If the mediator believes one party is being unreasonable or unrealistic, the mediator may speak with the attorneys alone to try to alleviate this issue.
Reaching A Mediation Agreement
Ultimately, if your mediation is successful and a full agreement is reached, the mediator should type up a mediated agreement right away for both parties and their attorneys to sign in his or her office before anyone leaves the mediation.
This will prevent either party from pulling out of the agreement after it is reached and will allow the parties to work out any smaller details that were not addressed during the negotiations. This will ensure that the agreement can be filed with the court right away, so that the parties can begin to operate under the same as soon as possible.
A successful mediation session can allow the parties to reach an agreement tailored to both sides’ major goals and concerns, as well as allow for unique solutions to any case issues.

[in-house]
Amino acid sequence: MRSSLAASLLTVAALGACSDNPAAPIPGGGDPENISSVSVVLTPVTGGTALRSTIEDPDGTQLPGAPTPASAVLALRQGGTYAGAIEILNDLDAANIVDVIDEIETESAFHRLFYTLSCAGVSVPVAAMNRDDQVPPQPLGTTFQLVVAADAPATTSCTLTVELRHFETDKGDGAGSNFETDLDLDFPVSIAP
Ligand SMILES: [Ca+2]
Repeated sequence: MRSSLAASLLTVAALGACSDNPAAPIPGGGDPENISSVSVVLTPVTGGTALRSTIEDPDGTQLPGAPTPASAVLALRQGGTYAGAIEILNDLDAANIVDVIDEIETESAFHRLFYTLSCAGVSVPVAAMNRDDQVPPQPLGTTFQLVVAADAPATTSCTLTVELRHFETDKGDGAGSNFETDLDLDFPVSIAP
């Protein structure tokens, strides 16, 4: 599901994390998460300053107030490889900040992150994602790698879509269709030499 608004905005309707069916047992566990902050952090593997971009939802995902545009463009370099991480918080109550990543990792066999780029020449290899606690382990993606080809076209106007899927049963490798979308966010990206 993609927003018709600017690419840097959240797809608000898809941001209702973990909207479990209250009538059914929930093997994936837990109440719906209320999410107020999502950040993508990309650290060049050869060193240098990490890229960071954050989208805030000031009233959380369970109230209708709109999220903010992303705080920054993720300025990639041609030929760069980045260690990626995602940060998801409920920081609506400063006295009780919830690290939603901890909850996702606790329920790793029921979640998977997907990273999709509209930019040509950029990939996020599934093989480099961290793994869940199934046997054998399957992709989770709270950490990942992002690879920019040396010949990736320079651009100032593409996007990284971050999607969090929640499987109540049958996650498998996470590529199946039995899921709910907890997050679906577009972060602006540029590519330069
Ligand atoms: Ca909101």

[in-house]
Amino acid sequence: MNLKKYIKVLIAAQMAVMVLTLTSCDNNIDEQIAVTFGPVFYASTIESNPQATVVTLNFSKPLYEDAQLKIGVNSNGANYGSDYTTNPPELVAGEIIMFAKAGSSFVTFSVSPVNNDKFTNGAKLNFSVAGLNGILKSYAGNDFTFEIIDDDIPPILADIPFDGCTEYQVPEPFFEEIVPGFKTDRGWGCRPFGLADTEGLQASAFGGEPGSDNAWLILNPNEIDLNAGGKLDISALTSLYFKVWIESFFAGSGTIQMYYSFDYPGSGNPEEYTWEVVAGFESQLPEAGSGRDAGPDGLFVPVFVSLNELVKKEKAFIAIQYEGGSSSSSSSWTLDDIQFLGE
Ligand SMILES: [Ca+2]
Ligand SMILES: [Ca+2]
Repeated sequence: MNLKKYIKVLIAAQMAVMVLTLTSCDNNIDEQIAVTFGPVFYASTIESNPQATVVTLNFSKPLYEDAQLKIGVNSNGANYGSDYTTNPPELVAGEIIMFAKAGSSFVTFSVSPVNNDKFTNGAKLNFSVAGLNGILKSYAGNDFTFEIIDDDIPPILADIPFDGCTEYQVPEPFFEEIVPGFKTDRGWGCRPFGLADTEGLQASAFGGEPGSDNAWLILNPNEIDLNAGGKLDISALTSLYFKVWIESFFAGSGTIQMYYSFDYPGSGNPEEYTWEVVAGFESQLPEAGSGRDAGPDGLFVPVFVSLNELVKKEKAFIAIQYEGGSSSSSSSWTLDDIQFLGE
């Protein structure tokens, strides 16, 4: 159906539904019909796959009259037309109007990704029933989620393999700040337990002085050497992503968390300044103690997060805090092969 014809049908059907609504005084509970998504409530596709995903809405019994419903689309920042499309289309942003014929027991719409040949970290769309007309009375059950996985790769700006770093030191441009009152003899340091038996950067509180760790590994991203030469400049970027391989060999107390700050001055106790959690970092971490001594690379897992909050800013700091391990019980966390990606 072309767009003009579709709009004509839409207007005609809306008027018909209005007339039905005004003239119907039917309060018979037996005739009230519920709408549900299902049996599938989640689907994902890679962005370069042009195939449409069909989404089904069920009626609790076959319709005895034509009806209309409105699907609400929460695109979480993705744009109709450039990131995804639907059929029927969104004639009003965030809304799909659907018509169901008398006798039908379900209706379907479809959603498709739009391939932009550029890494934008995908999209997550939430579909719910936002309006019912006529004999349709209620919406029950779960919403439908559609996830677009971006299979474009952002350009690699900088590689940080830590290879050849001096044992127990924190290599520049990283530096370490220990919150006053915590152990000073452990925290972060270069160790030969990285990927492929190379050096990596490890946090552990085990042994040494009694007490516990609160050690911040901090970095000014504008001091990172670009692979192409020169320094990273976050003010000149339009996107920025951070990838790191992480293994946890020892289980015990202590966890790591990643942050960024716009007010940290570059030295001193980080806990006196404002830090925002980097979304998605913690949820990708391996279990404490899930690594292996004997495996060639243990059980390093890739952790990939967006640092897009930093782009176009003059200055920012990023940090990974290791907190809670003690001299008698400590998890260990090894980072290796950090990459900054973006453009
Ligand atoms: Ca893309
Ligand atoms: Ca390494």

Your mediator should work hard to facilitate an agreement that fulfills the interests of both parties, and your attorney will help to ensure that you are aware of your rights and will assist you in evaluating settlement offers as they come from the other party.
The best strategy is to approach mediation with an open mind, and listen to your divorce attorney and the mediator so that you have all the information necessary to evaluate settlement offers. A successful mediation will provide you with an agreement that satisfies your goals and allow you to leave mediation with a resolution to your case.
Read our series of articles on mediation in divorce: